Boston Is Among Top 8 Immigrant-Friendly Cities

A new study crunched the numbers.
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Image via Adobo

Boston’s colleges are drawing students from around the world and shaping a uniquely diverse population of immigrants in the city, according to the findings of a new study, which also placed the Hub on a list of the top 8 most welcoming metropolitan areas for new arrivals.

Adobo, an apartment-hunting service, says it analyzed data from U.S. Census American Community Survey to reach its conclusions, and the data includes both immigrants with and without documentation. The city—as well as an area that includes Cambridge, Somerville, Newton and some suburbs—has seen more than 150,000 new immigrants since 2013, Adobo found.

That population, drawn to the area by the region’s famed colleges, is among the best-educated immigrants in the nation (and most likely to be currently enrolled in college), and also among the most diverse, with a “uniquely wide distribution” of national origins. Of recent arrivals, 17.4 percent came from Eastern Asia, 13.3 percent from the Caribbean, 13 percent from South Central Asia, 11.7 percent from South America, and 10.5 percent from Africa.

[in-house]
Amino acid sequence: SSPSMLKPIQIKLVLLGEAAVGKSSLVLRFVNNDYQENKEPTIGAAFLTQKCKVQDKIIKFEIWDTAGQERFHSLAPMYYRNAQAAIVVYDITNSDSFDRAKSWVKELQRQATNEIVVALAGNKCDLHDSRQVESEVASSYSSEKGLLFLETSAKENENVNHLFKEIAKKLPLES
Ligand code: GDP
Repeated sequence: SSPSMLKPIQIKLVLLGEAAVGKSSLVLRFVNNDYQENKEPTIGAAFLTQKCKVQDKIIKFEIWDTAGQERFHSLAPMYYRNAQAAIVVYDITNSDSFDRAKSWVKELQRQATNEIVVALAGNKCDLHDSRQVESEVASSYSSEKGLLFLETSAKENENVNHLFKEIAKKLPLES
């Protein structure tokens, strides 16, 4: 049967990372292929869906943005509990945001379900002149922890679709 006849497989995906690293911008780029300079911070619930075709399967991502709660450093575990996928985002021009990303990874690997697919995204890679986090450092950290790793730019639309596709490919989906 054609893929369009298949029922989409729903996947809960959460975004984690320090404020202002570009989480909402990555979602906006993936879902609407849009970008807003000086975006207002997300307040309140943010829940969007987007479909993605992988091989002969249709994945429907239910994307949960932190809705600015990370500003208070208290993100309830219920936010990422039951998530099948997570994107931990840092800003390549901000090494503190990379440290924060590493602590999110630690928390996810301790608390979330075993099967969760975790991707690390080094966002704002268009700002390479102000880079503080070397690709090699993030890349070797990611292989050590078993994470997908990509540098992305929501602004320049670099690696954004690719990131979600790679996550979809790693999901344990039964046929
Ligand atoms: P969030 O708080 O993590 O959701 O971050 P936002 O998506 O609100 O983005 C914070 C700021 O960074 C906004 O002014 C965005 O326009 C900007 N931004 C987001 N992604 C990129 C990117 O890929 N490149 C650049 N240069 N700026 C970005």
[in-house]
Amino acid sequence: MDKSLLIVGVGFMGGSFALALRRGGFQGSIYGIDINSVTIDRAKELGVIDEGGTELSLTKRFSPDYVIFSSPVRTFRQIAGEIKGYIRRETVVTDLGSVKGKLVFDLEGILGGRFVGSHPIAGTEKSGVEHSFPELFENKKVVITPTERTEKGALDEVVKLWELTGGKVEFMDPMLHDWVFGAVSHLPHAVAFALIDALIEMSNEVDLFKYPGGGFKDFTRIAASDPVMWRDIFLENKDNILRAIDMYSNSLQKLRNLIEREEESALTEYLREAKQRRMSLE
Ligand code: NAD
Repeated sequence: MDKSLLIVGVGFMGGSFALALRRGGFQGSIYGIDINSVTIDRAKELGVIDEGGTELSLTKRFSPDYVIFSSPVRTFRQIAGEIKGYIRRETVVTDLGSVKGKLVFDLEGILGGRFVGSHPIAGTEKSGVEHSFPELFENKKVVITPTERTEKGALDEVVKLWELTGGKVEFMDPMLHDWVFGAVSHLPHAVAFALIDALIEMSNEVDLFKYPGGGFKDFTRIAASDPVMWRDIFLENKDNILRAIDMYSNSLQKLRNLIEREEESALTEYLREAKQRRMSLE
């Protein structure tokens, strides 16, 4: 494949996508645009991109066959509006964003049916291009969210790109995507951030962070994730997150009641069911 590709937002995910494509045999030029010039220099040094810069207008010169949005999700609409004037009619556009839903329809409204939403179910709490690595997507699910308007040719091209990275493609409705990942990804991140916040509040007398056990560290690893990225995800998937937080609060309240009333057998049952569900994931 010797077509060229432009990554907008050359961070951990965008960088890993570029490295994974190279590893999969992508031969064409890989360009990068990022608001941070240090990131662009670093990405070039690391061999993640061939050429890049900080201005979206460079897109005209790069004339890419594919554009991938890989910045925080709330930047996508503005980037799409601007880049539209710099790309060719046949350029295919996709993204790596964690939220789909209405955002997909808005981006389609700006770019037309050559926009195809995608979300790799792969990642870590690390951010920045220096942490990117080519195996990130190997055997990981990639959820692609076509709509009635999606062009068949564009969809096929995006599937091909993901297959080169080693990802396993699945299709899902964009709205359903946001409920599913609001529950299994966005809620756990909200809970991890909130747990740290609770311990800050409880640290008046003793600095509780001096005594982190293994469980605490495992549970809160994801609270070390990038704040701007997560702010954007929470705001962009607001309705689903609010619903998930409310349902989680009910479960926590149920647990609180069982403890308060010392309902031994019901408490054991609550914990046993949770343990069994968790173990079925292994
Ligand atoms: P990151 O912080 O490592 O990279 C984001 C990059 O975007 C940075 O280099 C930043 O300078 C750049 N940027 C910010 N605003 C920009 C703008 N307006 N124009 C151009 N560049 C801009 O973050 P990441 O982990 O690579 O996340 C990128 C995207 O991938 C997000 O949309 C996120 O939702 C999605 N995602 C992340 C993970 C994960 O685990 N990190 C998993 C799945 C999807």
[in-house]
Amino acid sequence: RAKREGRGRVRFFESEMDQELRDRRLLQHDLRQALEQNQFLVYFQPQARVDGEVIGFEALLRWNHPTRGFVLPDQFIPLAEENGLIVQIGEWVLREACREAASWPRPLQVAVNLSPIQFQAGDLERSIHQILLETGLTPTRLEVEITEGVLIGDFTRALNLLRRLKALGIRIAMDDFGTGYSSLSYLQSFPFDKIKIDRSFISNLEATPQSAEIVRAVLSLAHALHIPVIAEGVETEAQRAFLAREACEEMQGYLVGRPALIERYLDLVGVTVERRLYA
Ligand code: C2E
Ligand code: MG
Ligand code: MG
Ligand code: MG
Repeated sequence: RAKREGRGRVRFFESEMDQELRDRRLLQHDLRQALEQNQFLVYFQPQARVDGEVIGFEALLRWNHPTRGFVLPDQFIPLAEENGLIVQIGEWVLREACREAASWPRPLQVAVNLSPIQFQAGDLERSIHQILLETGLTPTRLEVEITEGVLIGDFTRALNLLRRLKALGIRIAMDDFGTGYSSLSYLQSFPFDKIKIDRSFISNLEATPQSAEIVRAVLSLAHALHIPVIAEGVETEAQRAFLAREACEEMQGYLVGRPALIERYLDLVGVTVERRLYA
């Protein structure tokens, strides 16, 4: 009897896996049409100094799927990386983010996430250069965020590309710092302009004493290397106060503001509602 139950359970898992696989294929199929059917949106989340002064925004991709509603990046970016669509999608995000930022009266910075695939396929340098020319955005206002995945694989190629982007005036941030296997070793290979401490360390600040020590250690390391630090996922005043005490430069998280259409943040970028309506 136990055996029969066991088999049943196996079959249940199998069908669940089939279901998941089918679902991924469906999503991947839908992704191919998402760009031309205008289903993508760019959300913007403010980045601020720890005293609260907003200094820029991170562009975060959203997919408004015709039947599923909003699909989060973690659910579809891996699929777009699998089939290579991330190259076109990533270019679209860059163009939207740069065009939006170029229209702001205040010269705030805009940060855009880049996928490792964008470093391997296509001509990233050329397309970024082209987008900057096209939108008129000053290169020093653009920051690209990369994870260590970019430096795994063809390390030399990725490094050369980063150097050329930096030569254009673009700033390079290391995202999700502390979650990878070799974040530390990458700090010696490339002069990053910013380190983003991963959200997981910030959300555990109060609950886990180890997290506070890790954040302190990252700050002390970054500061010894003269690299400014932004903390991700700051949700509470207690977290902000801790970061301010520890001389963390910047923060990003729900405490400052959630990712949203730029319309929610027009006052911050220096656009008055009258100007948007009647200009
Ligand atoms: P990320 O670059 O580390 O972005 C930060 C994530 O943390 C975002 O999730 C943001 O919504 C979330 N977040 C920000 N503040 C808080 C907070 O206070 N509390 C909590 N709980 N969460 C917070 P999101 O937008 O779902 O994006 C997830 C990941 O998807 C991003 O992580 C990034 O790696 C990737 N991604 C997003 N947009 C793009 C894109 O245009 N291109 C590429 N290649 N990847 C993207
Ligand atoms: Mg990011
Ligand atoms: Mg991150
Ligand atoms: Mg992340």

Perhaps not surprisingly in a city that also has the country’s most stark income inequality, new immigrants on average make 64 percent of the area’s median income—the “poorest earning ratio on the list” among Adobo’s top eight, it says.

Also on the top eight list were New York, Los Angeles, Miami, Houston, Chicago, San Francisco, and Washington, D.C.

The company, which makes no secret of its concerns about a Donald Trump presidency (it mentions the president-elect by name), says it wants to use its report, and an accompanying package of shareable charts it produced, to offer a clearer picture of what the immigrant community looks like.

“We hear it all the time from history professors and politicians alike: The United States is a nation of immigrants, with everyone but Native Americans having an ancestor to thank for taking the leap and migrating to America. And as time goes on, barring any major restrictive reforms, that will only become more true,” Adobo writes on its website, adding, “And as the data we’ve sifted through here shows, the majority of new immigrants to the United States are employed, educated, and eager to contribute to both the culture and the economy of their new home. There’s no reason why the land of opportunity shouldn’t continue to welcome them with open arms.”

Boston politicians have their own concerns about Trump, and have their own ideas about just how welcoming the state should be. “We will not stop being a city that values and respects immigrants, both documented and undocumented,” Mayor Marty Walsh said shortly after the election. The city already has significant protections for undocumented immigrants, but advocates at both the city and state level have called for something more: full-stop adoption of the policies of a so-called “sanctuary city,” the term used to describe a policy of refusing to cooperate with efforts to deport people who are here illegally.